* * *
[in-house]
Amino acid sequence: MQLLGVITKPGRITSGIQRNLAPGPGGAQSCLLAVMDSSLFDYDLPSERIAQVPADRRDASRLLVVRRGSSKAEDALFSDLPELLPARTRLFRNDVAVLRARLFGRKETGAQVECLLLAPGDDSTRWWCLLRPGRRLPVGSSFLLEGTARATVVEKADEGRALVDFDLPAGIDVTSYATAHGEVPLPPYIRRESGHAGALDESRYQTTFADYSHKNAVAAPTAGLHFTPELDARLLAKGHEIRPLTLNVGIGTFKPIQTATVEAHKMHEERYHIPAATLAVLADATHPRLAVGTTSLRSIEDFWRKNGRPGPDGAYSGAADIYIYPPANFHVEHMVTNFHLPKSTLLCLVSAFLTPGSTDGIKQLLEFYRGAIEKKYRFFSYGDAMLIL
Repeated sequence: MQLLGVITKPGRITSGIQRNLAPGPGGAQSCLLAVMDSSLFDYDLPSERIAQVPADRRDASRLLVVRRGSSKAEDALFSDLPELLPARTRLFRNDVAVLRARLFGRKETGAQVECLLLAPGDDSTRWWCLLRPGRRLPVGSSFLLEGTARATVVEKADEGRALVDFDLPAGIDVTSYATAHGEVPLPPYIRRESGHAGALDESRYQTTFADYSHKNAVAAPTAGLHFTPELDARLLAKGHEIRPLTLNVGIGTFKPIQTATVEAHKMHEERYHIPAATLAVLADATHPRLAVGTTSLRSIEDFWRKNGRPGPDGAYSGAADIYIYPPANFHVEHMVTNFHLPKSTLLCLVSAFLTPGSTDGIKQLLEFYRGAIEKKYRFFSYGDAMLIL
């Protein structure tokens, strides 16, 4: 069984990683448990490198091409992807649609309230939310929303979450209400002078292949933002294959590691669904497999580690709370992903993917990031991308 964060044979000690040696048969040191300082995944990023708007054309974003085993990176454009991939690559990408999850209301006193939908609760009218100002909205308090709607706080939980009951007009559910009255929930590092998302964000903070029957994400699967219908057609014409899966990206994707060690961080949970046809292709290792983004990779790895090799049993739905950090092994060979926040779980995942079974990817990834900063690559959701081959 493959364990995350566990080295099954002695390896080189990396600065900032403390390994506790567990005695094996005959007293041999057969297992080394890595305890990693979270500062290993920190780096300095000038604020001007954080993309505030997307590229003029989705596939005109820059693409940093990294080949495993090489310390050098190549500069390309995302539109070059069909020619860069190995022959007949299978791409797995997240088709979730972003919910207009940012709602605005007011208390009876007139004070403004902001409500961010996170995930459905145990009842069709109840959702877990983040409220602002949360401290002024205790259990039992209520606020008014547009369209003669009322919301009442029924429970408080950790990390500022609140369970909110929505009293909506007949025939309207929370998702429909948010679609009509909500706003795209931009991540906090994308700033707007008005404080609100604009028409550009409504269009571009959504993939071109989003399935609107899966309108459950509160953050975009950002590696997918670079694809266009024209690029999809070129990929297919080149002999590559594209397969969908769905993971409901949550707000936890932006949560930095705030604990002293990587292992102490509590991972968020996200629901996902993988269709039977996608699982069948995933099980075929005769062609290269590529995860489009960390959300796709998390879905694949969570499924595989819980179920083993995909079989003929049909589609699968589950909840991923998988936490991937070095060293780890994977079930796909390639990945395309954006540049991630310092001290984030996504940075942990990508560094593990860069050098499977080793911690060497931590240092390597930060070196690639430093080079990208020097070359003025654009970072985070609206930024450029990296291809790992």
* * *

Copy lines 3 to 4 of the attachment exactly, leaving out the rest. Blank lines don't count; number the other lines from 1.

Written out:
Repeated sequence: MQLLGVITKPGRITSGIQRNLAPGPGGAQSCLLAVMDSSLFDYDLPSERIAQVPADRRDASRLLVVRRGSSKAEDALFSDLPELLPARTRLFRNDVAVLRARLFGRKETGAQVECLLLAPGDDSTRWWCLLRPGRRLPVGSSFLLEGTARATVVEKADEGRALVDFDLPAGIDVTSYATAHGEVPLPPYIRRESGHAGALDESRYQTTFADYSHKNAVAAPTAGLHFTPELDARLLAKGHEIRPLTLNVGIGTFKPIQTATVEAHKMHEERYHIPAATLAVLADATHPRLAVGTTSLRSIEDFWRKNGRPGPDGAYSGAADIYIYPPANFHVEHMVTNFHLPKSTLLCLVSAFLTPGSTDGIKQLLEFYRGAIEKKYRFFSYGDAMLIL
């Protein structure tokens, strides 16, 4: 069984990683448990490198091409992807649609309230939310929303979450209400002078292949933002294959590691669904497999580690709370992903993917990031991308 964060044979000690040696048969040191300082995944990023708007054309974003085993990176454009991939690559990408999850209301006193939908609760009218100002909205308090709607706080939980009951007009559910009255929930590092998302964000903070029957994400699967219908057609014409899966990206994707060690961080949970046809292709290792983004990779790895090799049993739905950090092994060979926040779980995942079974990817990834900063690559959701081959 493959364990995350566990080295099954002695390896080189990396600065900032403390390994506790567990005695094996005959007293041999057969297992080394890595305890990693979270500062290993920190780096300095000038604020001007954080993309505030997307590229003029989705596939005109820059693409940093990294080949495993090489310390050098190549500069390309995302539109070059069909020619860069190995022959007949299978791409797995997240088709979730972003919910207009940012709602605005007011208390009876007139004070403004902001409500961010996170995930459905145990009842069709109840959702877990983040409220602002949360401290002024205790259990039992209520606020008014547009369209003669009322919301009442029924429970408080950790990390500022609140369970909110929505009293909506007949025939309207929370998702429909948010679609009509909500706003795209931009991540906090994308700033707007008005404080609100604009028409550009409504269009571009959504993939071109989003399935609107899966309108459950509160953050975009950002590696997918670079694809266009024209690029999809070129990929297919080149002999590559594209397969969908769905993971409901949550707000936890932006949560930095705030604990002293990587292992102490509590991972968020996200629901996902993988269709039977996608699982069948995933099980075929005769062609290269590529995860489009960390959300796709998390879905694949969570499924595989819980179920083993995909079989003929049909589609699968589950909840991923998988936490991937070095060293780890994977079930796909390639990945395309954006540049991630310092001290984030996504940075942990990508560094593990860069050098499977080793911690060497931590240092390597930060070196690639430093080079990208020097070359003025654009970072985070609206930024450029990296291809790992």